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Publication numberUS497940 A
Publication typeGrant
Publication dateMay 23, 1893
Filing dateAug 1, 1892
Publication numberUS 497940 A, US 497940A, US-A-497940, US497940 A, US497940A
InventorsLeonard Woolsey Ba- con
Export CitationBiBTeX, EndNote, RefMan
External Links: USPTO, USPTO Assignment, Espacenet
Feeding-cup
US 497940 A
Abstract  available in
Images(1)
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Claims  available in
Description  (OCR text may contain errors)

(No Model.)

L. W. BACON, Jr.

FEEDING 0UP.

Willa E E a a Xweffi LEONARD W'OOLSEY BACON, JR,

PATENT OEEIcE.

OF NEW HAVEN, CONNECTICUT.

FEEDING-CU P.

SPECIFICATION forming part of Letters Patent No. 497,940, dated May 23, 1893.

Application filed August 1, 1892. Serial No. 441,890. (No model.)

To all whom it may concern.-

Be it known that LLEONARD WooLsEY BA- CON, J r., a citizen of the United States, residing at New Haven and State of Connecticut, have invented a new and useful Improved Feeding-Cup, of which the following is a specification.

The invention for which I seek a patent is a feeding-cup technically known as a sickfeeder for use in feeding sick persons in the recumbent posture.

Figure I shows the feeding-cup standing nearly vertically on its base X. Fig. II shows the cup in a nearly horizontal position standing on its base Y. Fig. III is a vertical section of Fig.1.

The drawings accompanying this specification represent the feeding-cup in two positions, Fig. I standing on one of its two bases X, with the nose of the feeding-cup nearly perpendicular, this being the position in which the feeding-cup is placed to be filled; Fig. II standing on the other of its two bases Y, with its nose in a position more nearly horizontal and the hand of the person who is to use the cup, resting upon it and grasping the feeding-cup in the manner in which it is to be held in using to feed apatient. In each of these drawings Figs. I and II is exhibited, the nose G showing this to be gutter-shaped and open along its whole length. L is the lip, which is a continuation of the posterior wall of the feeding-cup, E the ear which corresponds to a similar ear on the opposite side of the cup and enables the cup to be grasped firmly in the hand. The two flat facets X and Y on the cup intended to serve as two bases for it to rest upon are indicated by the position in which the cup rests in Figs. I and II.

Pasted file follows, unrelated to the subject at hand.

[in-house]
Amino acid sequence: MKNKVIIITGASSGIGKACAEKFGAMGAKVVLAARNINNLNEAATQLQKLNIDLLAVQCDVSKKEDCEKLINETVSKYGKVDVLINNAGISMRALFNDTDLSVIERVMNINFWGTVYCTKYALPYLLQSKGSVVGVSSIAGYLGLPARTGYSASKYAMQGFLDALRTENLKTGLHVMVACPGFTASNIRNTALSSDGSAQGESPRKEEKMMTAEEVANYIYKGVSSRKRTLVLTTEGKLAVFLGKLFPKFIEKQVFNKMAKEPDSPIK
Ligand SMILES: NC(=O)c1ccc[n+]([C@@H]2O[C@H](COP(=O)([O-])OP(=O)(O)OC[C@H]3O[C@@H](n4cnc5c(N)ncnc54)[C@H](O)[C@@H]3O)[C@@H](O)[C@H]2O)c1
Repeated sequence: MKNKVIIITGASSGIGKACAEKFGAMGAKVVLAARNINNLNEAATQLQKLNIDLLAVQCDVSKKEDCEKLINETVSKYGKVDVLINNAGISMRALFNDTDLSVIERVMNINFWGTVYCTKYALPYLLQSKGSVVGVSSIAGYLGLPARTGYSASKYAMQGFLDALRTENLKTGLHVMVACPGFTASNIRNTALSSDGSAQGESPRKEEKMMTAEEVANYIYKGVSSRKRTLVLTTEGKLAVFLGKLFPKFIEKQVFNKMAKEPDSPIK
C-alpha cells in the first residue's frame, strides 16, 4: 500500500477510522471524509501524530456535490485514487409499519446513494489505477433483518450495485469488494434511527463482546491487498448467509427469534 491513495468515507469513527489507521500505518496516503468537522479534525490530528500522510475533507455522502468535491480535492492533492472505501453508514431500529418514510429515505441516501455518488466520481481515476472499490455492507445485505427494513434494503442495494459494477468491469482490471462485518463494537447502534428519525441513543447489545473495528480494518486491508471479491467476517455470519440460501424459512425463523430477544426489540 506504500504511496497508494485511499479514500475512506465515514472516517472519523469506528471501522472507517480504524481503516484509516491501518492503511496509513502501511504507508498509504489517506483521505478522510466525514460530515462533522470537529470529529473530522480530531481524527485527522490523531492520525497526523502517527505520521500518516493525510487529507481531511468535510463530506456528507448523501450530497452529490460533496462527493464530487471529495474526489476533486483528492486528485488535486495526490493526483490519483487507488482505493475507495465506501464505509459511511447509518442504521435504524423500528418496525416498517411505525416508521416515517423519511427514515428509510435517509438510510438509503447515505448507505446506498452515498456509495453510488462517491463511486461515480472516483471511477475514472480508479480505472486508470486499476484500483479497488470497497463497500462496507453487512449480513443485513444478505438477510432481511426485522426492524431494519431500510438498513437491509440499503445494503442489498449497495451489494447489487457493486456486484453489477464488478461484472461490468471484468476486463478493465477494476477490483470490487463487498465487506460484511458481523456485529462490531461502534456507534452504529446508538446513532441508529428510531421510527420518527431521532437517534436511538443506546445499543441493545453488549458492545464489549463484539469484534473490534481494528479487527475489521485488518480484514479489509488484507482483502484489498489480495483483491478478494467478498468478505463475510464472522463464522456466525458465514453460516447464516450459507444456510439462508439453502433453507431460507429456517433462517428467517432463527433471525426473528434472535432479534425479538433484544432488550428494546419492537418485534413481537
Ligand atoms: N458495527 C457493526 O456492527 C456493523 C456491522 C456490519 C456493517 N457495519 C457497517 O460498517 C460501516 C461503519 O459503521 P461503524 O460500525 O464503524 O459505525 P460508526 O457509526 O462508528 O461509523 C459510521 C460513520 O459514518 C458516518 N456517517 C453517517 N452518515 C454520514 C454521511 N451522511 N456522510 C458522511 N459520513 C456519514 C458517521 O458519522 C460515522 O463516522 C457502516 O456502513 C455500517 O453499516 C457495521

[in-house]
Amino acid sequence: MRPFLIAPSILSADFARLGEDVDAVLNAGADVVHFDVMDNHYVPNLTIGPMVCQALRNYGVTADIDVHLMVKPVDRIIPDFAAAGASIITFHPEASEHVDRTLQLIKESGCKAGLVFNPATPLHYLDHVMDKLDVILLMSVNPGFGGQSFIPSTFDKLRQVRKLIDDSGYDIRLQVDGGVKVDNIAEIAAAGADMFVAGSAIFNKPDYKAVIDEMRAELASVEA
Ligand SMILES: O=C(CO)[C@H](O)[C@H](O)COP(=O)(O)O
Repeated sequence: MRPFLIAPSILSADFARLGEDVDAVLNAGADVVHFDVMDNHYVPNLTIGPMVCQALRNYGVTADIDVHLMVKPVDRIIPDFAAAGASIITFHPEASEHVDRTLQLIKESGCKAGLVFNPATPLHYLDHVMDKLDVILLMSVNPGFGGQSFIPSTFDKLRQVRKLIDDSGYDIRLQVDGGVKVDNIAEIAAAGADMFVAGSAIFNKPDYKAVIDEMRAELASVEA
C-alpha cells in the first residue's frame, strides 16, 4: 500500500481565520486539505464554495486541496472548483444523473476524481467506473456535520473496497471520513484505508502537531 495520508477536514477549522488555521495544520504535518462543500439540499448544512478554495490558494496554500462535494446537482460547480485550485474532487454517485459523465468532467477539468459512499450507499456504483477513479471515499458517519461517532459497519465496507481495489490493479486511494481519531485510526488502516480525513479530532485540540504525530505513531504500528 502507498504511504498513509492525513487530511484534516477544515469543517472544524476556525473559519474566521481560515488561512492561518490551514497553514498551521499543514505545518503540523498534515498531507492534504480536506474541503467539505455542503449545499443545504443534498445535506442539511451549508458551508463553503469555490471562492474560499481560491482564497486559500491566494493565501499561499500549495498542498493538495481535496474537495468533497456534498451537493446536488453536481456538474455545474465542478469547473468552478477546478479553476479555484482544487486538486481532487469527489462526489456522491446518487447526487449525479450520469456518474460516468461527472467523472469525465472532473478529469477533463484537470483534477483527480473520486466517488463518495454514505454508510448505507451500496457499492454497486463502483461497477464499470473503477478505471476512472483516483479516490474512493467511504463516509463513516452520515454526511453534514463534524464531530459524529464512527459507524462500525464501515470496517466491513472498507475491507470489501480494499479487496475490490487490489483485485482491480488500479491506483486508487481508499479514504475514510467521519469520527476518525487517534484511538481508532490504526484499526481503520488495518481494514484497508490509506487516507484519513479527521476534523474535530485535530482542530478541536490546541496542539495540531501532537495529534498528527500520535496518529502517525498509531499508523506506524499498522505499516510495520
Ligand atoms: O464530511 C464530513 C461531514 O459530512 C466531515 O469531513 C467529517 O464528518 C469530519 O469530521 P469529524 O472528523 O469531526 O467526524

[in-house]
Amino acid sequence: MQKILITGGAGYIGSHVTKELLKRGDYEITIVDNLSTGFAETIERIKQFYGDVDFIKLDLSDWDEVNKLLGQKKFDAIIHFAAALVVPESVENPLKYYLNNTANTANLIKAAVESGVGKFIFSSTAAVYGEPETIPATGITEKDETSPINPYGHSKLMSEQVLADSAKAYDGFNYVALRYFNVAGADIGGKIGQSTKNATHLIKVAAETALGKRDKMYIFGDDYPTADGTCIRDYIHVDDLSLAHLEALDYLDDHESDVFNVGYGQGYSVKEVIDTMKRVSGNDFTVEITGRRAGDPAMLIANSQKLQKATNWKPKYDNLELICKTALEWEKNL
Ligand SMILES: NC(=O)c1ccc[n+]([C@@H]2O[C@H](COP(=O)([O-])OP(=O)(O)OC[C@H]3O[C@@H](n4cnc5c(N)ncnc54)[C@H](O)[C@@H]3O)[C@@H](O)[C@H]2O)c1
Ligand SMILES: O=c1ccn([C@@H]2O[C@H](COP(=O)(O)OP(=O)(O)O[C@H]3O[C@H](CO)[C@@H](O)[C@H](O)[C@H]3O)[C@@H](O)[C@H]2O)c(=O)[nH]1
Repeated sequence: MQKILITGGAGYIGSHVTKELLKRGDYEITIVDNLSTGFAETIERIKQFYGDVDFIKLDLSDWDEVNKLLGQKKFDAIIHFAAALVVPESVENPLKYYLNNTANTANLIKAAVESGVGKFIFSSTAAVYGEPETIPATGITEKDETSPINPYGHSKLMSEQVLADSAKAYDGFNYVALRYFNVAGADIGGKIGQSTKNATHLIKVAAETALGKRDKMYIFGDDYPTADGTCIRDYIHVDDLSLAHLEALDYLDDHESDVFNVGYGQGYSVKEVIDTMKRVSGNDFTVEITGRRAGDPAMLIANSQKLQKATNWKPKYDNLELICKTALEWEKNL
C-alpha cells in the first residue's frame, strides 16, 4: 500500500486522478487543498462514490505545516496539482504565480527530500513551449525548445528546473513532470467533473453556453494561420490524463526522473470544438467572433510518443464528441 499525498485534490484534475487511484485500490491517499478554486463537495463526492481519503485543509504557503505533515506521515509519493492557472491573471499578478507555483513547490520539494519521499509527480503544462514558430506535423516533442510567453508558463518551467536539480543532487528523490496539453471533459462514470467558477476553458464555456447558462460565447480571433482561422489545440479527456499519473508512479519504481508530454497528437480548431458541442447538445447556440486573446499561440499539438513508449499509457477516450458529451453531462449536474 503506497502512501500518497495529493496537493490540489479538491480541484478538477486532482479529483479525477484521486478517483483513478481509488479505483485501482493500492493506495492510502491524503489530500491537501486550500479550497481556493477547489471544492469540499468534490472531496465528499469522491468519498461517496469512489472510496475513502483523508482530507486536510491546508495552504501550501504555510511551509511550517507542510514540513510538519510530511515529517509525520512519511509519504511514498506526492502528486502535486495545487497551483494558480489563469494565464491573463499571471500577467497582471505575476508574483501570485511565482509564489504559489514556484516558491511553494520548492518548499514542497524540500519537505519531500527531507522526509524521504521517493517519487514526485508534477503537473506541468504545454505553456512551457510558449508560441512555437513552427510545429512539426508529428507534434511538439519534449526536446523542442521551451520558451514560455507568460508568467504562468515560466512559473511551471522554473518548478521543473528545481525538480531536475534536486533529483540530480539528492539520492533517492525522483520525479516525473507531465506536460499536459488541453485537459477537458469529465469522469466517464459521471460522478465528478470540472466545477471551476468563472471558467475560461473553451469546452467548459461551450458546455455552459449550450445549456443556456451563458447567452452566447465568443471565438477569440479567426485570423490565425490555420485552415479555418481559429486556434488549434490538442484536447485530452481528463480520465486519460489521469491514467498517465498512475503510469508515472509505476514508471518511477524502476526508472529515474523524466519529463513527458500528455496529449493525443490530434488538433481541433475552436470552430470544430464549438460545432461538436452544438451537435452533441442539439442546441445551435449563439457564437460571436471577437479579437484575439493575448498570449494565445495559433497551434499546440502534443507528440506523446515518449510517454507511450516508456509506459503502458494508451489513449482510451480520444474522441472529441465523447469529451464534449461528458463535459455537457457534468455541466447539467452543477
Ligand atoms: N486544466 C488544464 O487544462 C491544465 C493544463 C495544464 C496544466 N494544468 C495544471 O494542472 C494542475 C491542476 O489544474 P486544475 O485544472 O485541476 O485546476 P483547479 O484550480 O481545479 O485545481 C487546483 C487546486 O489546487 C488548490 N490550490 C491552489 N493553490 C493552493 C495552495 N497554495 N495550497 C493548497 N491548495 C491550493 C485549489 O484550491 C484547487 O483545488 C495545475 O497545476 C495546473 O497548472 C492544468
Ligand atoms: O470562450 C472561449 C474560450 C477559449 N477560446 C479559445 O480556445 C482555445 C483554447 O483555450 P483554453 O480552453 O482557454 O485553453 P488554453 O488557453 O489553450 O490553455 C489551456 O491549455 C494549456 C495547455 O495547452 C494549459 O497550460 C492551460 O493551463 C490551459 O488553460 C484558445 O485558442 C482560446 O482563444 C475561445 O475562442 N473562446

The feeding-cup consists essentially of a body or bowl nearly spherical having upon the outside two flattened spaces X and Y spoken of above as facets, and intended each to afford a basis upon which the feeding-cup shall stand securely in each of the two positions in which the feeding-cup is intended to be set.

From the body or bowl of the feeding-cup there projects at a point nearly opposite the facet X a nose or spout intended to convey to the lips of the patient the contents of the bowl. This nose or spout differs from the nose or spout of other feeding cups in being gutter shaped and open along its whole length instead of being completely closed as a tube. By this device the proper cleansing of the feeding-cup is very much facilitated and itis made possible to observe the contents of the feeding-cup as it enters the patients mouth, and the patient is prevented from stopping the flow of the fluid by closing the orifice with his tongue. In the old style of feeding-cup a bubble of air is apt to form in the spout, which air must either be expelled through the feeding-cup or taken into the mouth of the patient before he can receive the fluid contents of the feeding-cup; the gutter-shaped spout for which apatent is herein applied for has the further advantage of doing away with this difficulty. This gutter is made sufficiently deep so that the said feeding-cup may deliver its contents without overflowing, as effectually as though the spout were closed into i a complete tube. The general shape and position of this nose or spout are substantially set forth in the accompanying drawings Figs. I and II.